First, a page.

A Guide to Eating Seasonally

30 Nov 2023 11:58AM by Hannah Whiteley - Nutritionist

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It’s that time when the leaves are changing colours, and we’re diving into the darker months of the year. With these changes, I’m here to guide you through why we should try to eat seasonally and encourage you to “eat the rainbow” for a healthier, more vibrant you.

Why Eat Seasonally?

‘Eating seasonally’ refers to eating foods that are naturally in harvest at a specific time of year. Before science played a part in agriculture, you could only find fresh produce during the season it grew best because of natural growing conditions and weather. But we’ve now gotten used to having any food at any time of the year.

Eating local and seasonal produce means that food is often at peak ripeness, packing more flavour and nutrients. The longer a fruit or vegetable takes to get from farm to table, the more nutrient loss occurs. For example, a study found that leafy greens lost almost 50% of their vitamin C content after transport, storage and 3 days of sitting on a supermarket shelf (1). What’s more, the vegetables’ levels of potassium, phosphorous, calcium, magnesium, and chlorophyll were also affected.

Branching out to eat different foods seasonally will diversify your diet with different vitamins, minerals and fibres you might not usually consume.

Moreover, the quality and freshness of in-season produce are better than out-of-season. Modified crops grown in bulk all year-round so modifications can take away some of their nutritious benefits. Seasonal foods can be grown during their natural timeframe where they will grow without the need for additives.

Finally, it is much more sustainable for the environment and often a budget-friendly option as the produce hasn’t had to be imported.

Eating the Rainbow

Seasonal produce offers a range of colourful foods for us to choose from. “Eating the rainbow” emphasises a diverse diet with colourful fruits and vegetables, each of which bring a unique set of nutrients to your plate. Let’s break down each colour:

  1. Red: Think tomatoes, red peppers, and strawberries. The red coloured pigment is a powerful antioxidant called lycopene, which is excellent for heart health and has been linked to the reduced risk of certain cancers.
  2. Orange and Yellow: Carrots, sweet potatoes, mangoes… They’re rich in beta-carotene, which your body converts into vitamin A. Therefore, carotenoids are essential for maintaining healthy vision, skin and immune function by protecting your cells from damage caused by free radicals.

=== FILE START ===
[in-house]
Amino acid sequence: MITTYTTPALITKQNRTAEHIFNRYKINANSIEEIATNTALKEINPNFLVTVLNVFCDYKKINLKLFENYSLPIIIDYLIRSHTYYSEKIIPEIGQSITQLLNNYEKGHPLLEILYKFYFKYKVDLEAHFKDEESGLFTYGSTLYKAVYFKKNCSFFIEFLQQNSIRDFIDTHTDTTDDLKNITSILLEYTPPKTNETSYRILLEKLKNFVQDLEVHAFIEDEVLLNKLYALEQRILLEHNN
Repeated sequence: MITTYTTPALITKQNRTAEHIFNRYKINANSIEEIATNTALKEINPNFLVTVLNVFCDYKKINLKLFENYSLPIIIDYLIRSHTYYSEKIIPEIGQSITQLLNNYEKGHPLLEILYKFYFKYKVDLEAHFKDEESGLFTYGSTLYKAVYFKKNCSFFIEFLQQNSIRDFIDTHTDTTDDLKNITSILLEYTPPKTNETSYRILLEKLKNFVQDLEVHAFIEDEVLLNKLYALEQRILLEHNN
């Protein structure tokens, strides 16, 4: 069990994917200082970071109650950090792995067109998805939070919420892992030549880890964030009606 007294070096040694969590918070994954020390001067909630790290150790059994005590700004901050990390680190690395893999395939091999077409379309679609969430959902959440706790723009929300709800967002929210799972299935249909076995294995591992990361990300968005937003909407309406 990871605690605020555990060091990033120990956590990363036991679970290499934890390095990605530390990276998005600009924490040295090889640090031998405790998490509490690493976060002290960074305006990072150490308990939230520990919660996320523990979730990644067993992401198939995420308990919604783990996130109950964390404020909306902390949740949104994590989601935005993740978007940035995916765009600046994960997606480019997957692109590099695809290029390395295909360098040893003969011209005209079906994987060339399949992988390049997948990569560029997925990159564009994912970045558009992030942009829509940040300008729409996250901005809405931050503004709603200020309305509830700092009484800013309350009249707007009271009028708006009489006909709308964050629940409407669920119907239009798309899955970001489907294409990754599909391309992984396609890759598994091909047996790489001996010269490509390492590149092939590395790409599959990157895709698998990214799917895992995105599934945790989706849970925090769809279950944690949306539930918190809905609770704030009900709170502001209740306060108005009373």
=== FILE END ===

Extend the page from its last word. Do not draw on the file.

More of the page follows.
3. Green: Load up on dark leafy greens, spinach, broccoli kiwis, and much more. These greens offer an abundance of vitamins, minerals, and phytonutrients like chlorophyll that support immune health, and nitrates which are beneficial for both blood pressure and heart health.
  4. Blue and Purple: Blueberries, aubergine and blackberries fall into this category. The bright colour indicates that it’s packed full of anthocyanins, which may improve memory and cognition and have powerful anti-inflammatory properties.
  5. White: Cauliflower, garlic, and onions make up the white group. Despite the lack of colour, they’re still packed with plant compounds like allicin and quercetin, which can help lower blood pressure, and support your heart health and immune system.

A Feast for your gut too

Not only does a colourful diet provide you with a range of phytonutrients, but it also provides a feast for your gut microbiome. Your gut houses trillions of microorganisms that play a crucial role in digestion, immunity and even mood. When you consume a diverse range of fruits and vegetables, you provide a variety of fibres, prebiotics and nutrients that nourish the beneficial bacteria in your gut. So, by eating the rainbow, you’re not only pleasing your tastebuds but also promoting a flourishing, healthy gut.

How to Eat more Seasonally

November brings a bountiful selection of seasonal produce to support your health. Here’s what’s in season:

  • Apples
  • Artichoke
  • Beetroot
  • Pears
  • Cranberries
  • Squash
  • Kale
  • Brussel sprouts
  • Parsnips
  • Swede
  • Turnips
  • Wild mushrooms
  • Cauliflower
  • Potatoes
  • Cabbages
  • Carrots

How to incorporate seasonal goodness

Here are some tips to incorporate seasonal produce into your meals:

  1. Start your day colourful: Add sliced apples or pears to your morning porridge or yoghurt
  2. Snack wise: Apples, pears, or cranberries make for a great on the go snack
  3. Squash savvy: Try different squash varieties in your dishes, from creamy squash soups to roasted butternut squash with crumbled feta and dried cranberries
  4. Kale power: Add kale to any salad or saute it with garlic for a quick and nutritious side dish
  5. Brussels bliss: Roast brussel sprouts with a drizzle of balsamic glaze for a delicious, nutritious side dish.

There are many Veg Box schemes that provide easy ways to try more local and seasonal fruit and vegetables. Getting a local box scheme delivered to your door is a great way to eat fresh and seasonal produce, be more eco-friendly, reduce food waste and support your local farmers. Find your local veg box here.

Embracing seasonal ingredients not only enhances the flavours in your meals but also ensures you’re getting the most nutrients from your food. Why not get creative and think about how you can eat more seasonally this winter to get the most out of your diet for both your health and the environment.


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  1. Managa, M. G., Tinyani, P. P., Senyolo, G. M., Soundy, P., Sultanbawa, Y., & Sivakumar, D. (2018). Impact of transportation, storage, and retail shelf conditions on lettuce quality and phytonutrients losses in the supply chain. Food science & nutrition6(6), 1527-1536.
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